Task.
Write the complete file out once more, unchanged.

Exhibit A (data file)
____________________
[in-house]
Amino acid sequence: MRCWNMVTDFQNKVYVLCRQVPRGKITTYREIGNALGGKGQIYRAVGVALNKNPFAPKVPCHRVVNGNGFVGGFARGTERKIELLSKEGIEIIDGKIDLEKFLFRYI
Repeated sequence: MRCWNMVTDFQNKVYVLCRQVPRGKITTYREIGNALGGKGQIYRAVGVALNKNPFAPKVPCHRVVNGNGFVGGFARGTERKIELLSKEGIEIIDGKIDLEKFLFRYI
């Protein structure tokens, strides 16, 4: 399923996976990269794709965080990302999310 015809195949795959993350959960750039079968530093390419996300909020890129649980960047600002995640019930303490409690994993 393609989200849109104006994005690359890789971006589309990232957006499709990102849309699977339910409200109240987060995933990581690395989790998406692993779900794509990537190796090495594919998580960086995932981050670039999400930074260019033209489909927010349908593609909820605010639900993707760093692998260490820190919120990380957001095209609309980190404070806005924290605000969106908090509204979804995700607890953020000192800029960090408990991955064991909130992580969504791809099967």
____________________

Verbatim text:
[in-house]
Amino acid sequence: MRCWNMVTDFQNKVYVLCRQVPRGKITTYREIGNALGGKGQIYRAVGVALNKNPFAPKVPCHRVVNGNGFVGGFARGTERKIELLSKEGIEIIDGKIDLEKFLFRYI
Repeated sequence: MRCWNMVTDFQNKVYVLCRQVPRGKITTYREIGNALGGKGQIYRAVGVALNKNPFAPKVPCHRVVNGNGFVGGFARGTERKIELLSKEGIEIIDGKIDLEKFLFRYI
């Protein structure tokens, strides 16, 4: 399923996976990269794709965080990302999310 015809195949795959993350959960750039079968530093390419996300909020890129649980960047600002995640019930303490409690994993 393609989200849109104006994005690359890789971006589309990232957006499709990102849309699977339910409200109240987060995933990581690395989790998406692993779900794509990537190796090495594919998580960086995932981050670039999400930074260019033209489909927010349908593609909820605010639900993707760093692998260490820190919120990380957001095209609309980190404070806005924290605000969106908090509204979804995700607890953020000192800029960090408990991955064991909130992580969504791809099967």